“The Bermuda field training was a fantastic example of what collaboration for ocean science monitoring and education in U.K. Overseas Territories could look like when developed from the ground up under the Blue Belt Program,” Wade said. “I’m inspired by this assignment and energized to work with non-scientists like fishers and youth in small islands like Montserrat to develop ways for deep-sea visual data to be collected and communicated by local communities on a global scale. Maka Niu has opened that door for us and I’m excited to see where this work leads in creating new opportunities for the sustainable use of our blue backyard.”
Tim Noyes, who was also a recipient of a Maka Niu, deployed his system in tandem with Wade’s. The Maka Niu eventually reached a depth of 1,755 feet (535 meters) and captured footage of a frenzy (or shiver) of smooth-hound sharks, as well as multiple brittle stars and one brightly colored green eel.
“It was great collaborating with the Ocean Discovery League as part of a global network testing low-cost cameras for deep-sea biodiversity assessments,” he said. “We look forward to testing future sensor packages in Bermuda’s deep-sea and continuing to build capacity within this community of practice.”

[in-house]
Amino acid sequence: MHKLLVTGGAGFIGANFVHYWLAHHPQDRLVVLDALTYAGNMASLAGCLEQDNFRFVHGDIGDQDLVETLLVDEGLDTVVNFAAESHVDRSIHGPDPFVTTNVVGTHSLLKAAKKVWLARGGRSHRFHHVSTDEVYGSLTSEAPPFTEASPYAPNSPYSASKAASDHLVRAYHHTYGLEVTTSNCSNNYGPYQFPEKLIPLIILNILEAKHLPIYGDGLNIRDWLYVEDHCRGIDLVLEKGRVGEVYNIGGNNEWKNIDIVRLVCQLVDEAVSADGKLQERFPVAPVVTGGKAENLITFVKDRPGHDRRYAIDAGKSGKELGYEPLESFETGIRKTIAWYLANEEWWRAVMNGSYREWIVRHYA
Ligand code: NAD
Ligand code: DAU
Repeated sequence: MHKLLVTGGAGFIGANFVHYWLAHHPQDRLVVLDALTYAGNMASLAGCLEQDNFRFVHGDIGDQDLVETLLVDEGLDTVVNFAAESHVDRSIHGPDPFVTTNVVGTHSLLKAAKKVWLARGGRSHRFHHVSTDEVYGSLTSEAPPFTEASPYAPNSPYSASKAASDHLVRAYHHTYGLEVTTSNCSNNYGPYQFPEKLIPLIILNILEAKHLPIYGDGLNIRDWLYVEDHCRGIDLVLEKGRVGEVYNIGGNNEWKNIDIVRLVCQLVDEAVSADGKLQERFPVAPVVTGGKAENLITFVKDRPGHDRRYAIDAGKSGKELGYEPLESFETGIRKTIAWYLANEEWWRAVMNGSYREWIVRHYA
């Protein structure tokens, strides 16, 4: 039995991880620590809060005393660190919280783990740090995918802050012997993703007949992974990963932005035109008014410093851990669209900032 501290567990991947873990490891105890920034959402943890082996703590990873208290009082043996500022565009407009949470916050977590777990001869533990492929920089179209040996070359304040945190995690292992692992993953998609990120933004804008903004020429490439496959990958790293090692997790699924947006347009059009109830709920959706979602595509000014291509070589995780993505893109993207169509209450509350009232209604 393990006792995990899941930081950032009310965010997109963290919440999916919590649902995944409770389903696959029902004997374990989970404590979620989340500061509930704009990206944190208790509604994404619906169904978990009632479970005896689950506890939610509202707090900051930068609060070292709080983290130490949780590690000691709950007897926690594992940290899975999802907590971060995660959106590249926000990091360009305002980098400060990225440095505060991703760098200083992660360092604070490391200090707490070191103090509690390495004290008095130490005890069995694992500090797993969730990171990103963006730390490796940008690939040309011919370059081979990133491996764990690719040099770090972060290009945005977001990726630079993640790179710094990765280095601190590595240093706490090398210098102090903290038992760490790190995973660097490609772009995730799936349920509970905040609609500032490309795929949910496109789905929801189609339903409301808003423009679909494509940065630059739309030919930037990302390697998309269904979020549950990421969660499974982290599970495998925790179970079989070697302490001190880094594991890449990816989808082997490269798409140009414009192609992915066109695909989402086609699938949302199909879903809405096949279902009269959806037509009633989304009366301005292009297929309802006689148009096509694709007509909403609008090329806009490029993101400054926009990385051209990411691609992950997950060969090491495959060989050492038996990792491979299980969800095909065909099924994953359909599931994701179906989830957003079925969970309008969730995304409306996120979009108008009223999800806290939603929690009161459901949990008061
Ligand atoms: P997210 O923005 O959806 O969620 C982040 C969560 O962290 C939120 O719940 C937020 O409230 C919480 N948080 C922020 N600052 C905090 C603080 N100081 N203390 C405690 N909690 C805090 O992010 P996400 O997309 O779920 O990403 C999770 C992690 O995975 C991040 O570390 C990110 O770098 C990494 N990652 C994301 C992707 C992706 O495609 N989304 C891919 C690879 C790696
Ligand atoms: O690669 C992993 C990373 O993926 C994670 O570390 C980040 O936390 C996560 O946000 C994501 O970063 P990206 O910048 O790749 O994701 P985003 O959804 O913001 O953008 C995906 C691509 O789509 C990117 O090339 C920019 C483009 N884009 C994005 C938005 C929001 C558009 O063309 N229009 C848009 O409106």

Takeaways for Technological Transformation
While video reels of deep-sea sharks indicate success, the publication’s authors point out the Maka Niu project “was the direct result of long-term engagement and relationship building” that involved a “commitment to a shared set of values and the principle of mutual learning.”
In an effort to break down the barriers confronting the field of deep-sea exploration, a series of key findings are presented at the end of the publication. These include: being flexible in priorities; accounting for the financial risk and investment of new technologies; creating opportunities for capacity development by involving end-users in the creation of new technologies; allocating sufficient time and funding throughout all stages of technological development; and following through on long-term commitments.
“Maka Niu is just the beginning,” Bell said. “We are taking everything we’ve learned over the past two years of testing and bringing that forward into the next generation of sensors and systems that Ocean Discovery League will be developing. Our goal is a modular system with interchangeable components that can revolutionize low-cost deep ocean exploration worldwide.”